For those who are very crafty and would like to take felting to a whole new level, you can try needle felting. This looks a little like embroidery and can be used on a sweater that you've felted by machine. Check it out on Youtube here. Warning, if you're offended by the word "titty", you might want to give this a skip. Otherwise, it's pretty G rated!
Other techniques include this one that you can use to embellish jeans and bags.

If you're crafty and are bored by the basic stuff I've described here, considering trawling through Etsy pages. That's what I do when I'm looking for inspiration for recycled projects. Watch out though, it's addictive and can cost you a fortune in clever, handmade recycled goodies!

So, today's question is this: Do you or have you ever recycled or modified your clothes? What did you do? Do you have photos? What sort of stuff do you like to do? Tell me all and send any photos to geeta.nadkarni@cbc.ca

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Comments (5)

Manon Gagnon

Shefford

Hi Geeta,

Great idea for recycling clothes (bag & pillowcase).
My way of recycling is to bring unwanted clothes every season to SOS Depannage in Granby where they have a general store.
That way some people can benefit at a low cost.
It's called "pass it on ".

Thanks for your chronicles & keep up the good work.
Best regards, Manon

Posted May 12, 2008 07:32 PM

Susana Trindade

Montreal

One of my favourite uses for old clothing and scraps of fabric is to make clothing for my kids -- I only need only small amounts of fabric and the projects are done in no time.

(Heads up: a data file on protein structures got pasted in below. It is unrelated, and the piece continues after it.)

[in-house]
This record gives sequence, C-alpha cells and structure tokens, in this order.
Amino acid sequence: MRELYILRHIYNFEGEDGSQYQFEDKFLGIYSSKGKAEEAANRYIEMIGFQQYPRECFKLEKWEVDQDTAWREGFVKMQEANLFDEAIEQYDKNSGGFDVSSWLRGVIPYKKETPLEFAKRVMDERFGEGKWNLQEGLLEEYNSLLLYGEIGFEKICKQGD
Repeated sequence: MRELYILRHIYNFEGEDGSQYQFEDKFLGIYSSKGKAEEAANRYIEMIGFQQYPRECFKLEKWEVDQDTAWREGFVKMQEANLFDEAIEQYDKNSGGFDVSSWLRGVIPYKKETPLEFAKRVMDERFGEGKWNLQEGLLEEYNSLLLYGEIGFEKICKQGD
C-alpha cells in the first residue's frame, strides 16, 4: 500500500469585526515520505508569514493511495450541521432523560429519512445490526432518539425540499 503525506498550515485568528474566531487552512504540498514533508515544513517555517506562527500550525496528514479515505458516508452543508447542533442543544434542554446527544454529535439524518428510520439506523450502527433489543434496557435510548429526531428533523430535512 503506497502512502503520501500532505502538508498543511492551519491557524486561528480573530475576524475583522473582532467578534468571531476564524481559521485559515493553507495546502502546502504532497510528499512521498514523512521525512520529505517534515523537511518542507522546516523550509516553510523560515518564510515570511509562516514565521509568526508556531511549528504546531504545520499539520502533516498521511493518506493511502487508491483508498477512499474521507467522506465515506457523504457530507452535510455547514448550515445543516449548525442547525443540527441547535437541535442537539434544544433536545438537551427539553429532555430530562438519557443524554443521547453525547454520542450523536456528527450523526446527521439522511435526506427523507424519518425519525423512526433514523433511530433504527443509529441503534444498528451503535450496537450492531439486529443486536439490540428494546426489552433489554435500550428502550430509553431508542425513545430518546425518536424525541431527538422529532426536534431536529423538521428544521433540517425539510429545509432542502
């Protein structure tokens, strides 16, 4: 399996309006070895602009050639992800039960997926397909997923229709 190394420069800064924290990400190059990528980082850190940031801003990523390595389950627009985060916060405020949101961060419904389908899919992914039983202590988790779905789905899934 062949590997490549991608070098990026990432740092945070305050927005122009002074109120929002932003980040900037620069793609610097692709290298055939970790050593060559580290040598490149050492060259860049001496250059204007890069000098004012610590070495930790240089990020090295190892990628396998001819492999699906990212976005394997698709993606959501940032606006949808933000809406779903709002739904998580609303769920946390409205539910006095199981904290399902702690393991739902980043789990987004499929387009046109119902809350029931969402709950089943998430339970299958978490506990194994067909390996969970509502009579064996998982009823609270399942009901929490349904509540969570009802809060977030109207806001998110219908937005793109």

Posted May 13, 2008 11:14 AM

Sharon Fewtrell

Montreal

Thanks, Geeta,
For doing the Be Green show.
Having a large bag of discarded clothes in my 1 1/2 room apartment, I'm particularly interested in learning what options there are for items that are absolutely falling apart and of no use to anyone as clothing. Landfill is a last resort.
Moly Kulte sounds like a good, conveniently located solution for some things, for some people, and I intend to check it out.
What about other options for fibre reusing or recycling?
I think we need more, convenient, advertised places to deposit used clothing (the stuff beyond wearing). The quantity ending up in garbage must mean it includes even very wearable clothing, that charities would appreciate. This is very discouraging.
Thanks,
Sharon
Thanks,

Posted May 13, 2008 01:08 PM

Geeta Nadkarni

Montreal

Hi Sharon,
Actually, the recycled pillow is the perfect option for stuff that's too scrappy to wear. You can use it as fill for toys, cushions, dog beds--anything that can benefit from stuffing really.
And the good thing is that THIS way, you won't be using polyfill and other commercial stuffing agents that often contain harmful off-gassing chemicals (like flame retardants) or are made with un-ecological practises.
Hope this helps. Hang in there! If all else fails, take a trip down to Molykulte and ask any of the folks who work there. Their creativity blew me away and I'm sure they'll have tons of ideas for your scraps.
Take care and keep writing!
G

Posted May 13, 2008 01:23 PM

Daniel Anaka

Montreal

Hi Geeta, I just wanted to let you know that I just dropped off 6 HUGE garbage bags of fabrics off at MolyKulte. I had seen your blog post about them last year. I have a drapery company and I always have tons of left over fabric that I have been hanging on to, hoping to find someone to give it to. Genevieve was very happy to be on the receiving end today.
Thanks for a great blog. D.

Geeta says: Hey D, thanks so much for writing. Am so glad you managed to find a good use for your fabric. I'm sure the ladies at Molykulte will do something wonderful with it.
You can also try La Gaillarde. They supply discount recycled fabric to any Montreal designer who wants to work with it. And they're lovely.
Here's a blog post about them:http://www.cbc.ca/newsatsixmontreal/begreen/2009/03/ecochic_on_a_budget.html
Good luck!

Posted May 29, 2009 03:44 PM